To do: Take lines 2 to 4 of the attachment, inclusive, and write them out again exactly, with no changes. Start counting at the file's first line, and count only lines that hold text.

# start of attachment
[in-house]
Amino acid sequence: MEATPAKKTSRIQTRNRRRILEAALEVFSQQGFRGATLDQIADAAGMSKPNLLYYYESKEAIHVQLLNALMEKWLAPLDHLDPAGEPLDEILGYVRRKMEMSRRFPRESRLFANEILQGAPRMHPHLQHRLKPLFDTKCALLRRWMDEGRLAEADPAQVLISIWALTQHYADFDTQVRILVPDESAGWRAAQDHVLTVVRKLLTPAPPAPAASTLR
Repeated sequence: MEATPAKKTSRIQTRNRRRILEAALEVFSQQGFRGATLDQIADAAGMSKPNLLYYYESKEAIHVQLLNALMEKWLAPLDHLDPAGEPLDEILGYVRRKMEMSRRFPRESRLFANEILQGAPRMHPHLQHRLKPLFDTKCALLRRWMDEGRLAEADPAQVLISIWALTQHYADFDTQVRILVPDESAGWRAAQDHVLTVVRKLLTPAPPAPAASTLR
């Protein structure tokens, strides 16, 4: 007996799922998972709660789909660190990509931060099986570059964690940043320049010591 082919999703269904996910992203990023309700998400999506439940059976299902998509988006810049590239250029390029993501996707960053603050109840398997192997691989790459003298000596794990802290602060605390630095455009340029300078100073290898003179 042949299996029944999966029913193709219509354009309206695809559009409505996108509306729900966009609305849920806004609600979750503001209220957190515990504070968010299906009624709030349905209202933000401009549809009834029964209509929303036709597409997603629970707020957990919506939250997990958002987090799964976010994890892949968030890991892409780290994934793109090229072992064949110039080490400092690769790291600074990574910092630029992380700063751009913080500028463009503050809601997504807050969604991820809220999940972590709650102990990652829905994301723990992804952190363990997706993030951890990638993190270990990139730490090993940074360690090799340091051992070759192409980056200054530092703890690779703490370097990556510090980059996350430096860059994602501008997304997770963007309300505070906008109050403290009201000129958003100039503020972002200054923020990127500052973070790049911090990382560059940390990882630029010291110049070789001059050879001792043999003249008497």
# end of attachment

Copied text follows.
Amino acid sequence: MEATPAKKTSRIQTRNRRRILEAALEVFSQQGFRGATLDQIADAAGMSKPNLLYYYESKEAIHVQLLNALMEKWLAPLDHLDPAGEPLDEILGYVRRKMEMSRRFPRESRLFANEILQGAPRMHPHLQHRLKPLFDTKCALLRRWMDEGRLAEADPAQVLISIWALTQHYADFDTQVRILVPDESAGWRAAQDHVLTVVRKLLTPAPPAPAASTLR
Repeated sequence: MEATPAKKTSRIQTRNRRRILEAALEVFSQQGFRGATLDQIADAAGMSKPNLLYYYESKEAIHVQLLNALMEKWLAPLDHLDPAGEPLDEILGYVRRKMEMSRRFPRESRLFANEILQGAPRMHPHLQHRLKPLFDTKCALLRRWMDEGRLAEADPAQVLISIWALTQHYADFDTQVRILVPDESAGWRAAQDHVLTVVRKLLTPAPPAPAASTLR
């Protein structure tokens, strides 16, 4: 007996799922998972709660789909660190990509931060099986570059964690940043320049010591 082919999703269904996910992203990023309700998400999506439940059976299902998509988006810049590239250029390029993501996707960053603050109840398997192997691989790459003298000596794990802290602060605390630095455009340029300078100073290898003179 042949299996029944999966029913193709219509354009309206695809559009409505996108509306729900966009609305849920806004609600979750503001209220957190515990504070968010299906009624709030349905209202933000401009549809009834029964209509929303036709597409997603629970707020957990919506939250997990958002987090799964976010994890892949968030890991892409780290994934793109090229072992064949110039080490400092690769790291600074990574910092630029992380700063751009913080500028463009503050809601997504807050969604991820809220999940972590709650102990990652829905994301723990992804952190363990997706993030951890990638993190270990990139730490090993940074360690090799340091051992070759192409980056200054530092703890690779703490370097990556510090980059996350430096860059994602501008997304997770963007309300505070906008109050403290009201000129958003100039503020972002200054923020990127500052973070790049911090990382560059940390990882630029010291110049070789001059050879001792043999003249008497």